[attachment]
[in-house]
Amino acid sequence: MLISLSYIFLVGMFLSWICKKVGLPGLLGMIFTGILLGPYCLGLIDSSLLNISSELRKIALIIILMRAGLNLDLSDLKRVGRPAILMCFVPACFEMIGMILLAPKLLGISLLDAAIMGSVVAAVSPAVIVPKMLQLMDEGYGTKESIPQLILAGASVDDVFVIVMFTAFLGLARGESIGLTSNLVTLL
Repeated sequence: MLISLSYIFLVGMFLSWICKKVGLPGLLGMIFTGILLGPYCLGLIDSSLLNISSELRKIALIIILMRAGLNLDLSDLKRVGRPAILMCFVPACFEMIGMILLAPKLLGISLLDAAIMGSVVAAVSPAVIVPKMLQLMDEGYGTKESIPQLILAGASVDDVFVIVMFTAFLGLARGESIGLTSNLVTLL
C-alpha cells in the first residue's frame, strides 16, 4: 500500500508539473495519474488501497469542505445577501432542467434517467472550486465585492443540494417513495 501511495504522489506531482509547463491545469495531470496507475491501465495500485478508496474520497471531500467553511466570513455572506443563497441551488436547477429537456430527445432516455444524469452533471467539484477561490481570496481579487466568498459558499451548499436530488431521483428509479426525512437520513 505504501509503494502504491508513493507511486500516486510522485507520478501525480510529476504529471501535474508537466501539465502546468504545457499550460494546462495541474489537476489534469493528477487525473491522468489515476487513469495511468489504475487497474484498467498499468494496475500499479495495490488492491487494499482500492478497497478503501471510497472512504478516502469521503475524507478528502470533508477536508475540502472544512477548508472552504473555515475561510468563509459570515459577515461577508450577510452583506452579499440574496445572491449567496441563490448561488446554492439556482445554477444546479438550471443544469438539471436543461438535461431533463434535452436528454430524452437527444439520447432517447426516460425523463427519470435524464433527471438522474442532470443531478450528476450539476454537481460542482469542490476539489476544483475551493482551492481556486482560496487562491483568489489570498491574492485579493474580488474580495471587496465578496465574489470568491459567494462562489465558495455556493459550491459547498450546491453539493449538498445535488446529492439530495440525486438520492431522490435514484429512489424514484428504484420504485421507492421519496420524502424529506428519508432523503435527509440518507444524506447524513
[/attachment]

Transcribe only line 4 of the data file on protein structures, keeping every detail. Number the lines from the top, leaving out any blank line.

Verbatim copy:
C-alpha cells in the first residue's frame, strides 16, 4: 500500500508539473495519474488501497469542505445577501432542467434517467472550486465585492443540494417513495 501511495504522489506531482509547463491545469495531470496507475491501465495500485478508496474520497471531500467553511466570513455572506443563497441551488436547477429537456430527445432516455444524469452533471467539484477561490481570496481579487466568498459558499451548499436530488431521483428509479426525512437520513 505504501509503494502504491508513493507511486500516486510522485507520478501525480510529476504529471501535474508537466501539465502546468504545457499550460494546462495541474489537476489534469493528477487525473491522468489515476487513469495511468489504475487497474484498467498499468494496475500499479495495490488492491487494499482500492478497497478503501471510497472512504478516502469521503475524507478528502470533508477536508475540502472544512477548508472552504473555515475561510468563509459570515459577515461577508450577510452583506452579499440574496445572491449567496441563490448561488446554492439556482445554477444546479438550471443544469438539471436543461438535461431533463434535452436528454430524452437527444439520447432517447426516460425523463427519470435524464433527471438522474442532470443531478450528476450539476454537481460542482469542490476539489476544483475551493482551492481556486482560496487562491483568489489570498491574492485579493474580488474580495471587496465578496465574489470568491459567494462562489465558495455556493459550491459547498450546491453539493449538498445535488446529492439530495440525486438520492431522490435514484429512489424514484428504484420504485421507492421519496420524502424529506428519508432523503435527509440518507444524506447524513